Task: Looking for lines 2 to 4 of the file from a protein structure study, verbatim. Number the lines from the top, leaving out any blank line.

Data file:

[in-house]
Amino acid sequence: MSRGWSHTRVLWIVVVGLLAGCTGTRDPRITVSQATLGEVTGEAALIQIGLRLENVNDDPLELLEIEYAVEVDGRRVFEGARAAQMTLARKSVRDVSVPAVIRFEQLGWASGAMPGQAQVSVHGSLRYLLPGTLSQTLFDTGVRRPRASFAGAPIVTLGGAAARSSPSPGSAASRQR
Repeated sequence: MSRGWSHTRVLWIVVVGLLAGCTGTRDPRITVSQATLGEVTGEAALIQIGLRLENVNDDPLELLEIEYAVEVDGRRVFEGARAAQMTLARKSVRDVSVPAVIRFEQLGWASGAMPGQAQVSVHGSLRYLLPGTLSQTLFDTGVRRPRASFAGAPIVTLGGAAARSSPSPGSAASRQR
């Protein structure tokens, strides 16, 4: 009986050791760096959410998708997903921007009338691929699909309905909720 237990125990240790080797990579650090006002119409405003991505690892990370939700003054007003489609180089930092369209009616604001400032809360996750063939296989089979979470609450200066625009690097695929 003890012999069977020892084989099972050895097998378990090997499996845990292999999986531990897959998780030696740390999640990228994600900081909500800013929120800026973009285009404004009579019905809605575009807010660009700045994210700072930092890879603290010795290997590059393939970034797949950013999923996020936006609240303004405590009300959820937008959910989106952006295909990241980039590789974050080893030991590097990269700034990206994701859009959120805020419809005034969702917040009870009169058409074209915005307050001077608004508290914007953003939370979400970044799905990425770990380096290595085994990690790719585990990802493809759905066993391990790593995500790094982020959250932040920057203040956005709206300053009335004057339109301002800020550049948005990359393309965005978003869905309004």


Amino acid sequence: MSRGWSHTRVLWIVVVGLLAGCTGTRDPRITVSQATLGEVTGEAALIQIGLRLENVNDDPLELLEIEYAVEVDGRRVFEGARAAQMTLARKSVRDVSVPAVIRFEQLGWASGAMPGQAQVSVHGSLRYLLPGTLSQTLFDTGVRRPRASFAGAPIVTLGGAAARSSPSPGSAASRQR
Repeated sequence: MSRGWSHTRVLWIVVVGLLAGCTGTRDPRITVSQATLGEVTGEAALIQIGLRLENVNDDPLELLEIEYAVEVDGRRVFEGARAAQMTLARKSVRDVSVPAVIRFEQLGWASGAMPGQAQVSVHGSLRYLLPGTLSQTLFDTGVRRPRASFAGAPIVTLGGAAARSSPSPGSAASRQR
């Protein structure tokens, strides 16, 4: 009986050791760096959410998708997903921007009338691929699909309905909720 237990125990240790080797990579650090006002119409405003991505690892990370939700003054007003489609180089930092369209009616604001400032809360996750063939296989089979979470609450200066625009690097695929 003890012999069977020892084989099972050895097998378990090997499996845990292999999986531990897959998780030696740390999640990228994600900081909500800013929120800026973009285009404004009579019905809605575009807010660009700045994210700072930092890879603290010795290997590059393939970034797949950013999923996020936006609240303004405590009300959820937008959910989106952006295909990241980039590789974050080893030991590097990269700034990206994701859009959120805020419809005034969702917040009870009169058409074209915005307050001077608004508290914007953003939370979400970044799905990425770990380096290595085994990690790719585990990802493809759905066993391990790593995500790094982020959250932040920057203040956005709206300053009335004057339109301002800020550049948005990359393309965005978003869905309004």